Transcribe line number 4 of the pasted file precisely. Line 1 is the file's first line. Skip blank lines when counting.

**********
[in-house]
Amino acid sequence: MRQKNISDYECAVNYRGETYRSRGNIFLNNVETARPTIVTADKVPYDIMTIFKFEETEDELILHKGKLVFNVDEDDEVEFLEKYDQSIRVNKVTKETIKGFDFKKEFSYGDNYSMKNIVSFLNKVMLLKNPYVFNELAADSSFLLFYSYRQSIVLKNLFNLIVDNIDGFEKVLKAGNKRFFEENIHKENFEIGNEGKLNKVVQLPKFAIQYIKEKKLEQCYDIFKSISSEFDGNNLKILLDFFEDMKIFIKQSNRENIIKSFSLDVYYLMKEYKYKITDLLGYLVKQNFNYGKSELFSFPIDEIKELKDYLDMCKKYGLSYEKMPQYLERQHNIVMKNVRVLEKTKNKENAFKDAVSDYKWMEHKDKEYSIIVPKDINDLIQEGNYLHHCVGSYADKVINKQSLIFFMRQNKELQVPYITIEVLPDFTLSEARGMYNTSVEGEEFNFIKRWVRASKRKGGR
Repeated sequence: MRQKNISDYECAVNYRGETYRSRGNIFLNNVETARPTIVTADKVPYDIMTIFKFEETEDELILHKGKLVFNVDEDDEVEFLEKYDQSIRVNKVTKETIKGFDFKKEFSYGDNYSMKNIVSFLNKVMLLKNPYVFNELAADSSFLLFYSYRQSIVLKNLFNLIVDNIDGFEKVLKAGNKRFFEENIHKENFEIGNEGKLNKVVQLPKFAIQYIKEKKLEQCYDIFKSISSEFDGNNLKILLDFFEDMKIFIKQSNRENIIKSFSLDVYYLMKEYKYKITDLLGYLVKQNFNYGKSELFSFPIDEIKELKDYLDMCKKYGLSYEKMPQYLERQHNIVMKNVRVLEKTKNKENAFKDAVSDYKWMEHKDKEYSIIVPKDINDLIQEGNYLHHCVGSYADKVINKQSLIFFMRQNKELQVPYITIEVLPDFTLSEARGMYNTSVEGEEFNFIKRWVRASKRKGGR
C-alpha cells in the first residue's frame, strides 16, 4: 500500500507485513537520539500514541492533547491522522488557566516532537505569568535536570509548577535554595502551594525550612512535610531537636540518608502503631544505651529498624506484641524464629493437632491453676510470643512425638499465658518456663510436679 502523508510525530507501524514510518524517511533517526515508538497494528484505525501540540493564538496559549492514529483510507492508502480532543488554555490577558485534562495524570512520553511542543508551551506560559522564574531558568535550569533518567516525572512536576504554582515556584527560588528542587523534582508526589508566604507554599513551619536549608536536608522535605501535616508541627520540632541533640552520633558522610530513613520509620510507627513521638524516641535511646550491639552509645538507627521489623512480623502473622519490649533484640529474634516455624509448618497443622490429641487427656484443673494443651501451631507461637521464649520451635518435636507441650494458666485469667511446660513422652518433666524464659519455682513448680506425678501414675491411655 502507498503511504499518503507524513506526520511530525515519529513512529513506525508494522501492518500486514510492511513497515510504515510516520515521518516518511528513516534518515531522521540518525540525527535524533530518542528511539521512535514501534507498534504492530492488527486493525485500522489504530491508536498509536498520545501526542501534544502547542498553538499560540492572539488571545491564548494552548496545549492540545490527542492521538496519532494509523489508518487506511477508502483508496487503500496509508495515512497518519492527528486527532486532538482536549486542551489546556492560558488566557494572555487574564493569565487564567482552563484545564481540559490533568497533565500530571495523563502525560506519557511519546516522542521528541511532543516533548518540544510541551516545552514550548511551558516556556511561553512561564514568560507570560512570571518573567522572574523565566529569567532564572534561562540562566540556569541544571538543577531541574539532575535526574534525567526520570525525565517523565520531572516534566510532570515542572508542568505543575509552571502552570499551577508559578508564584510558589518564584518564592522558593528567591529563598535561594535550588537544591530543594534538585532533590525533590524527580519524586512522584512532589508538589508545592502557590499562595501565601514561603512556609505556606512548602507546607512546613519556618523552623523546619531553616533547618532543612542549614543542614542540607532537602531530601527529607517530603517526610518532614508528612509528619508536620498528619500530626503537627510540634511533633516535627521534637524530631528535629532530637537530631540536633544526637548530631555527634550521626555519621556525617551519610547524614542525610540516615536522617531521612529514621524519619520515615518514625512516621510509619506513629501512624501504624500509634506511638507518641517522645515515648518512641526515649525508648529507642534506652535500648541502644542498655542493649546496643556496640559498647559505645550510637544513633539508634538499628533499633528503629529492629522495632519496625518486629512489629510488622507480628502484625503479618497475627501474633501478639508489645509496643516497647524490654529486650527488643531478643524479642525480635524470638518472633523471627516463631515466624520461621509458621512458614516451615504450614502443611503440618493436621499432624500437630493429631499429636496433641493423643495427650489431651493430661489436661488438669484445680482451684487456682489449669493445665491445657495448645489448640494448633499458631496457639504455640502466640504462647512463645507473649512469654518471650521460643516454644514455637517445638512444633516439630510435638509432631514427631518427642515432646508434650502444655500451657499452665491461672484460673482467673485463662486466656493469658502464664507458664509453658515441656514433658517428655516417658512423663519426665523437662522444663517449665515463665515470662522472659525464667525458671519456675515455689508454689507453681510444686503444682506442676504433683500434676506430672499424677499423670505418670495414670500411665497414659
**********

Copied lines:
C-alpha cells in the first residue's frame, strides 16, 4: 500500500507485513537520539500514541492533547491522522488557566516532537505569568535536570509548577535554595502551594525550612512535610531537636540518608502503631544505651529498624506484641524464629493437632491453676510470643512425638499465658518456663510436679 502523508510525530507501524514510518524517511533517526515508538497494528484505525501540540493564538496559549492514529483510507492508502480532543488554555490577558485534562495524570512520553511542543508551551506560559522564574531558568535550569533518567516525572512536576504554582515556584527560588528542587523534582508526589508566604507554599513551619536549608536536608522535605501535616508541627520540632541533640552520633558522610530513613520509620510507627513521638524516641535511646550491639552509645538507627521489623512480623502473622519490649533484640529474634516455624509448618497443622490429641487427656484443673494443651501451631507461637521464649520451635518435636507441650494458666485469667511446660513422652518433666524464659519455682513448680506425678501414675491411655 502507498503511504499518503507524513506526520511530525515519529513512529513506525508494522501492518500486514510492511513497515510504515510516520515521518516518511528513516534518515531522521540518525540525527535524533530518542528511539521512535514501534507498534504492530492488527486493525485500522489504530491508536498509536498520545501526542501534544502547542498553538499560540492572539488571545491564548494552548496545549492540545490527542492521538496519532494509523489508518487506511477508502483508496487503500496509508495515512497518519492527528486527532486532538482536549486542551489546556492560558488566557494572555487574564493569565487564567482552563484545564481540559490533568497533565500530571495523563502525560506519557511519546516522542521528541511532543516533548518540544510541551516545552514550548511551558516556556511561553512561564514568560507570560512570571518573567522572574523565566529569567532564572534561562540562566540556569541544571538543577531541574539532575535526574534525567526520570525525565517523565520531572516534566510532570515542572508542568505543575509552571502552570499551577508559578508564584510558589518564584518564592522558593528567591529563598535561594535550588537544591530543594534538585532533590525533590524527580519524586512522584512532589508538589508545592502557590499562595501565601514561603512556609505556606512548602507546607512546613519556618523552623523546619531553616533547618532543612542549614543542614542540607532537602531530601527529607517530603517526610518532614508528612509528619508536620498528619500530626503537627510540634511533633516535627521534637524530631528535629532530637537530631540536633544526637548530631555527634550521626555519621556525617551519610547524614542525610540516615536522617531521612529514621524519619520515615518514625512516621510509619506513629501512624501504624500509634506511638507518641517522645515515648518512641526515649525508648529507642534506652535500648541502644542498655542493649546496643556496640559498647559505645550510637544513633539508634538499628533499633528503629529492629522495632519496625518486629512489629510488622507480628502484625503479618497475627501474633501478639508489645509496643516497647524490654529486650527488643531478643524479642525480635524470638518472633523471627516463631515466624520461621509458621512458614516451615504450614502443611503440618493436621499432624500437630493429631499429636496433641493423643495427650489431651493430661489436661488438669484445680482451684487456682489449669493445665491445657495448645489448640494448633499458631496457639504455640502466640504462647512463645507473649512469654518471650521460643516454644514455637517445638512444633516439630510435638509432631514427631518427642515432646508434650502444655500451657499452665491461672484460673482467673485463662486466656493469658502464664507458664509453658515441656514433658517428655516417658512423663519426665523437662522444663517449665515463665515470662522472659525464667525458671519456675515455689508454689507453681510444686503444682506442676504433683500434676506430672499424677499423670505418670495414670500411665497414659